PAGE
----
Promises of certainty…

One funny moment  in the Badger’s career – and, believe me, there were many – occurred in a highly confrontational business meeting. The prime contractor, a multi-national engineering project management organisation, had summoned senior executives from their supplier to explain the continual delay in delivering key systems and software on the critical path of the prime’s entire programme.  The meeting, led by the prime’s UK General Manager, was attended by ~20 people made up of ~15 from the prime and  5  from the supplier.  The supplier – the Badger’s employer – was represented by their UK Managing Director (MD) and senior leaders, one of whom was the Badger.

From the outset of the session, the prime’s UK General Manager was in transmit mode. The ferocity of their tirade about the supplier’s failings was relentless and uncomfortable. It felt like facing into a hurricane!  After ~20 minutes, the General Manager ended their rant by slapping the table, demanding a guarantee that the supplier would get back on track to meet the overall programme’s dates, and picking up their mug of coffee for a drink.  

The Badger’s MD instantly responded with ‘If you want a guarantee then go see your doctor who will tell you that the only guarantee in life is that one day you will die’. The General Manager shuddered causing the mug of coffee to slip from their hand. Their clumsy attempts to recover only led to the mug spinning through the air spraying its contents over themselves, their papers, and their adjacent colleagues. On the supplier side of the table, we could barely contain our laughter!

 A short timeout was called to sort out the mess, refresh spoiled papers, and recover composure.  When the meeting resumed, the Badger’s MD took the initiative with ‘In programme delivery there are never really any guarantees, and you should know that. There are now two choices; either you persist in demanding guarantees from us – in which case we are leaving and we will see you in court – or we can have a sensible and mutually respectful discussion about solving problems. Which is it?’ Common sense prevailed.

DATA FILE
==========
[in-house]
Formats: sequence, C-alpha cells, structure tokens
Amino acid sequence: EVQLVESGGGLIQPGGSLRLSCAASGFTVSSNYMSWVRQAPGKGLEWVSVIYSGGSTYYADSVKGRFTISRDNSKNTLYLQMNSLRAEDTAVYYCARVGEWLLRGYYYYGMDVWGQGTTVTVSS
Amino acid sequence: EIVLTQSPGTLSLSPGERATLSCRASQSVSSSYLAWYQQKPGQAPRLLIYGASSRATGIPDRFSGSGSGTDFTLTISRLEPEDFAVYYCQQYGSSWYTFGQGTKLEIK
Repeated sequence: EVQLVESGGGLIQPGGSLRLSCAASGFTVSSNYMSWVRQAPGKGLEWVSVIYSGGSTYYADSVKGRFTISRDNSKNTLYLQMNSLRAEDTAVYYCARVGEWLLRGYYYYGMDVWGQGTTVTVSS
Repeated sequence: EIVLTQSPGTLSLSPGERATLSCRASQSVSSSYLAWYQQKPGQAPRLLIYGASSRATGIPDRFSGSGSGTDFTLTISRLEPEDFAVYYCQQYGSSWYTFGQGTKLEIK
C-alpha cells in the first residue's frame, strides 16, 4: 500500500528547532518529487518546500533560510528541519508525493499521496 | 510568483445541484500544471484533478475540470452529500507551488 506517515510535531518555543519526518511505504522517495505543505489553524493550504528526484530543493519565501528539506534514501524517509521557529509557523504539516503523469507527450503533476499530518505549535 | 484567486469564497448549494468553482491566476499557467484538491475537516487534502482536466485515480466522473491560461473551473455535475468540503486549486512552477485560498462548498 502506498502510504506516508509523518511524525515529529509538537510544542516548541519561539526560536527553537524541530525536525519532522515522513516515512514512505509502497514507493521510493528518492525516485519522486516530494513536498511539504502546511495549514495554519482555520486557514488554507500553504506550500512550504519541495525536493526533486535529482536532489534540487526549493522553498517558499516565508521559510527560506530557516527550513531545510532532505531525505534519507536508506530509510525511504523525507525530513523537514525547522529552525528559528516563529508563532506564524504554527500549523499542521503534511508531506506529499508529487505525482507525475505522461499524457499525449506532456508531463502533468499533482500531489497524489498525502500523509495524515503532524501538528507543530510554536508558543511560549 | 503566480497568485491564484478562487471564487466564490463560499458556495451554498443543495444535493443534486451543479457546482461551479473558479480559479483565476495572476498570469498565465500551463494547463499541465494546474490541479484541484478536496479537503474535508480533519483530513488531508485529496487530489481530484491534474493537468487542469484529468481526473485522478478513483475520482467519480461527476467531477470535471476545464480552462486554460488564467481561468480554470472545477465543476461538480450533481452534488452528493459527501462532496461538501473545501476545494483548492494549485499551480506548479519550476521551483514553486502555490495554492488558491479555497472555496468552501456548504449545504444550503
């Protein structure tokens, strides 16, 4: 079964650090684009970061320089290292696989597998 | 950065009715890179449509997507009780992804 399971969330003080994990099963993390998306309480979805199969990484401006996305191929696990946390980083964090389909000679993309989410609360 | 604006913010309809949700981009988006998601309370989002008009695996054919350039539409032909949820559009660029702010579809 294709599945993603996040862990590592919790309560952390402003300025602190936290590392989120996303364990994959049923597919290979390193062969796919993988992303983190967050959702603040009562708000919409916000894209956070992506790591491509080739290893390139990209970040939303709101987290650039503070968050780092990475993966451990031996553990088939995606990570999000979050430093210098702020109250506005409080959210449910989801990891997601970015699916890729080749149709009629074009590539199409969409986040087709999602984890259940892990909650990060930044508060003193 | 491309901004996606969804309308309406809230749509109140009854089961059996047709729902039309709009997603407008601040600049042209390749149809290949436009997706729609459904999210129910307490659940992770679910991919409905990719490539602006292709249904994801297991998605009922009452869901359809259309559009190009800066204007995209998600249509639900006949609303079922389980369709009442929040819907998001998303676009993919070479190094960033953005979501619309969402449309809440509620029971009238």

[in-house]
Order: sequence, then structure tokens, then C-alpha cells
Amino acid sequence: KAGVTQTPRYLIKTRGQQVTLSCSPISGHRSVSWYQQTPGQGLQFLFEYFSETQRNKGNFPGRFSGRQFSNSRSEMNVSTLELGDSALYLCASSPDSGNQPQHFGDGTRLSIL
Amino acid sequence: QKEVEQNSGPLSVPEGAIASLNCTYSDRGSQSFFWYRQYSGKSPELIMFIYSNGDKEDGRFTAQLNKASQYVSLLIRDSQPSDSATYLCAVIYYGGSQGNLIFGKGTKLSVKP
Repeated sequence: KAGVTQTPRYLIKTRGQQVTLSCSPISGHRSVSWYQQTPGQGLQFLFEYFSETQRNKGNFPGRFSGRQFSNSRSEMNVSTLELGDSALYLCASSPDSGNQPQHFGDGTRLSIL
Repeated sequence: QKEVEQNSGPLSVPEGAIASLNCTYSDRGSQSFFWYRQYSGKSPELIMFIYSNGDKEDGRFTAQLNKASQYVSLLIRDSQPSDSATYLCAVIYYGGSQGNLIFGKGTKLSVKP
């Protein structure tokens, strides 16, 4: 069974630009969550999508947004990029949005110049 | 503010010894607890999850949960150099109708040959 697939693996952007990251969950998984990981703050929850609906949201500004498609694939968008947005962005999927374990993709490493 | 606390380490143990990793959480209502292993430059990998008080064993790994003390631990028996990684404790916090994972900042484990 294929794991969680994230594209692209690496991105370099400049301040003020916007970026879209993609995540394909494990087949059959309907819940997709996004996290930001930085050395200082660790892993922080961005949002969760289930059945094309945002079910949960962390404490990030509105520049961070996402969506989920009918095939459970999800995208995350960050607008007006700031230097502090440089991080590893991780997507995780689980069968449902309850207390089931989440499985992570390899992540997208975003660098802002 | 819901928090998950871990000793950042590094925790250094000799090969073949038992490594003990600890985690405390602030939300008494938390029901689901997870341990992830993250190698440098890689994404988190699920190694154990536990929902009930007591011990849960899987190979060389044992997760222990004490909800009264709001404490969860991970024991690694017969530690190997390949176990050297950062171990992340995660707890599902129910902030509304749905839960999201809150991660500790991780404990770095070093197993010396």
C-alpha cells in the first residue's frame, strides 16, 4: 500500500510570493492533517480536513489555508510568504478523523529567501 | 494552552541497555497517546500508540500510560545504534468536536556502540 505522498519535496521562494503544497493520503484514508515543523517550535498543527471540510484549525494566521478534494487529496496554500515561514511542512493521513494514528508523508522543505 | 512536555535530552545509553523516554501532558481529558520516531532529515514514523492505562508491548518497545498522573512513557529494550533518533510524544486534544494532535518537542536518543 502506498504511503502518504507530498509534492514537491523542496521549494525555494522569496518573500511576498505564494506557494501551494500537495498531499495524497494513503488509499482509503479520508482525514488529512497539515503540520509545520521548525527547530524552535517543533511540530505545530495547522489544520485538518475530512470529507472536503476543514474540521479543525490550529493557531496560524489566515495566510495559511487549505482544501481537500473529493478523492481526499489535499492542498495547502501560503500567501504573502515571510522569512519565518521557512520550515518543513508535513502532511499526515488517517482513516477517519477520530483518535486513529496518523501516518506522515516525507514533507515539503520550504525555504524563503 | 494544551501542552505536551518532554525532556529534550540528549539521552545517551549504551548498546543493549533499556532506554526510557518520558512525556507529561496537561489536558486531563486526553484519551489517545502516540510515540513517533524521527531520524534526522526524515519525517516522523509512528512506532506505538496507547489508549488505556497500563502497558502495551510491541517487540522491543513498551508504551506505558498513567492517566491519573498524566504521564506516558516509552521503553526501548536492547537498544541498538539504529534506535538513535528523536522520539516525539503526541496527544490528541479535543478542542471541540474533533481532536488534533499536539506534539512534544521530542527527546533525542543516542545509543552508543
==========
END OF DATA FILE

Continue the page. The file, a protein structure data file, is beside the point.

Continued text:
It was listening to a well-known journalist asking for guarantees while interviewing a politician about the COVID-19 pandemic that triggered this memory. There is, of course, a ritual gamesmanship played out between journalists and politicians in interviews, but it seems rather stupid for journalists to flog a dead horse by asking for guarantees when most of the general public can see that no one can provide any promise of certainty in this pandemic. One day a politician might just tell a journalist that if they want a guarantee then they should go see their doctor! Unlikely, but funny if it happened. The lesson from this is, of course, to tread very, very carefully if you are asked if you can guarantee something. Never answer with a clear cut, definitive ‘Yes’!

One in more than 15 million…

Way back in 2006, the Badger and a colleague instigated an annual ‘BAFTA’ style awards evening to recognise the successes of our company’s delivery and technical staff. Making the case for having such an event was straightforward because the sales community already had one, and the delivery and technical community had the biggest number of employees and deserved recognition because they did the real work that generated company profits! The first event, with Richard Hammond from Top Gear as a guest, proved a huge success.   

Those that do things always deserve to have their successes properly recognised. This point was at the forefront of the Badger’s mind as he left an NHS Vaccination Centre last Friday after becoming one of more than fifteen million UK people who have received their first COVID vaccination jab. At 5pm last Thursday, the Badger received an unexpected call from the local Health Centre to schedule an appointment for the jab. The appointment was made for the jab to be administered at a ~1000-seater concert venue serving as a vaccination hub on Friday at 5:15pm, 24 hours later.  

On Friday, the Badger arrived in good time and was immediately impressed. Everything from car parking, temperature checks, registration on arrival, guidance leaflets, socially distanced waiting arrangements, vaccination cubicles, and the monitoring for immediate side effects before leaving, was awesomely simple, well organised, and worked like clockwork. As someone whose career centred on programme and project delivery, the Badger found himself instinctively sensing that this programme is not only well thought through, but also being executed by passionate, professional, and caring people who want to succeed and know what they have to do.